The Allure of Kosher Meals in NY Prisons

by Daniel A. Rosen |

According to a recent story in Tablet, as many as seven percent of inmates in New York’s prison system are identifying as Jewish, primarily so they can receive kosher meals. If that’s accurate, there are twice as many Jews as Nation of Islam members locked up in New York.

This number of “self-declared” Jews may be an exaggeration of as much as ten times the number of those practicing who are recognized by their heritage as Jewish.

Across the system, pre-packaged cold kosher meals are made available to anyone who identifies as Jewish. And in one New York prison, the Greenhaven Correctional Facility, a full kosher kitchen produces hot meals overseen by an Orthodox rabbi at the 2500-inmate maximum security lockup.

Greenhaven CF serves kosher hot dogs, chicken quarters, specially prepared rice, and other observant meals following the kashrut laws. The dedicated kitchen separates meat from milk and dairy, pulls apart vegetables instead of cutting them, and makes a special effort for Passover. Many inmates try to transfer there just to get on the specialized meal program.

That program is only available to 70 inmates at the facility. An offender can register in any faith that he chooses to declare, and change that designation once a year. Rabbis pencil in the words “self-declared” on the religious designation documents of those who aren’t Jewish by heritage but identify as such, often for the dietary benefits.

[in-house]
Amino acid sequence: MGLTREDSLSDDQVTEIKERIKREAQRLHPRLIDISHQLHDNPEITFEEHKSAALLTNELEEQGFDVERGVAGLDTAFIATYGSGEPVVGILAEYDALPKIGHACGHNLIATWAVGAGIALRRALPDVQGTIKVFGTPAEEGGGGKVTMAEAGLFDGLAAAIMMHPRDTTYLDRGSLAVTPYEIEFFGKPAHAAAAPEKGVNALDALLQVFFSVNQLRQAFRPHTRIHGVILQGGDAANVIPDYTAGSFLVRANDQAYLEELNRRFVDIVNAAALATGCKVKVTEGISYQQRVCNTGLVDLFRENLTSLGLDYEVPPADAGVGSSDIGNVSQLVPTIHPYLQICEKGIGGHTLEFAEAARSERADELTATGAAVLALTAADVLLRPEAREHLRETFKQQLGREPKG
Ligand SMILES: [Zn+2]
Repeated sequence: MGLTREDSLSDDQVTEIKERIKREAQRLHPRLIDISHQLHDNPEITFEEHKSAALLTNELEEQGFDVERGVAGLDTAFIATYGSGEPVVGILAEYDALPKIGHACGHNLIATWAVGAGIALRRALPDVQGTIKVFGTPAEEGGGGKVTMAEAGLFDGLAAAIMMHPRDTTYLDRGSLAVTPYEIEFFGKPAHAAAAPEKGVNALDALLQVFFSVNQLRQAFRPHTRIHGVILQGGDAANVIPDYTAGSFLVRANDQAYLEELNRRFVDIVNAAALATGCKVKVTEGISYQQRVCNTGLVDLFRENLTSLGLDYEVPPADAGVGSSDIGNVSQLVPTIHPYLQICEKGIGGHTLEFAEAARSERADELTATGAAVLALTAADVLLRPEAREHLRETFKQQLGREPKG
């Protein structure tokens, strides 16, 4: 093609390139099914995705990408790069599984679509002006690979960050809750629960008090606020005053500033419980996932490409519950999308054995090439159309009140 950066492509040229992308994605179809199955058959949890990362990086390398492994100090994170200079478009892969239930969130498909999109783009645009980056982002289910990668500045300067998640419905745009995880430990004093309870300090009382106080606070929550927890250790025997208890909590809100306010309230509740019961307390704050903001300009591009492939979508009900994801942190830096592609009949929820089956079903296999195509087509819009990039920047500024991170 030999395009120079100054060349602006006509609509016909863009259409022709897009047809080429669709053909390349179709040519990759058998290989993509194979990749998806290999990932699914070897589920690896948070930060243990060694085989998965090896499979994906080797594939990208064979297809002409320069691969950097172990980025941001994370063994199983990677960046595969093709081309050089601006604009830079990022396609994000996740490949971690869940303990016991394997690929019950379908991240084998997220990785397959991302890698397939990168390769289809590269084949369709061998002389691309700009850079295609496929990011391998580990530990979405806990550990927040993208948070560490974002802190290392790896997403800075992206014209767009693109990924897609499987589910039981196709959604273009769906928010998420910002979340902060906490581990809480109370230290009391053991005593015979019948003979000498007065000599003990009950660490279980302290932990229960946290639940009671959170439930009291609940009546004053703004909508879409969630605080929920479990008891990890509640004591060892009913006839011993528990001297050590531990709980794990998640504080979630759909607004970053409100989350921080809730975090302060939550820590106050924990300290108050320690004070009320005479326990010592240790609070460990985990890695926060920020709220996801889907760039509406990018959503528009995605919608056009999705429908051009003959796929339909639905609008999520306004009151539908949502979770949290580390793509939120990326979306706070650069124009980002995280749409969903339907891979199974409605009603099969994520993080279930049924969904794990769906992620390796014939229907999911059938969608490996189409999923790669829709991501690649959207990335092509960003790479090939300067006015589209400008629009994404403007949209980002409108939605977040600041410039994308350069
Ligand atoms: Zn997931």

Most self-declared Jewish inmates receive the packaged Kosher “Cold Alternative Diet” or CAD. Dinner is usually cold cuts and instant soup, while lunches consist of boiled eggs, tuna salad, peanut butter and jelly, fruit cups, and cheese.

Even many Muslim inmates prefer the CAD, as it album meets halal religious requirements; the regular state diet is supposed to be halal as well, but few inmates trust that is actually is.

The cold kosher diet is also popular simply because it comes pre-packaged and many items are vacuum-sealed. Inmates can rest assured that no one’s tampered with their food. It’s also easier to barter with, and the kosher food items are valuable commodities. In the state’s SHU, or Special Housing Units, the packaged kosher items are particularly valuable commodities, traded regularly for stamps and slid under the doors of those confined to their cells.

During holidays, outside Jewish organizations donate supplies for observing the holidays and send special treats. The Aleph Institute in Florida sends Jewish inmates Passover boxes with gefilte fish, matzoh, and other festive items every year, but is often unclear about how many actual Jews exist in the system. And religious personnel inside the facilities are not legally allowed to differentiate between self-declared and hereditary Jews. The packages outside groups send are part of the prison economy like much else inside the walls, where there’s always a buyer for decent food that helps inmates survive.

Source: tabletmag.com. Originally written for Prison Legal News.

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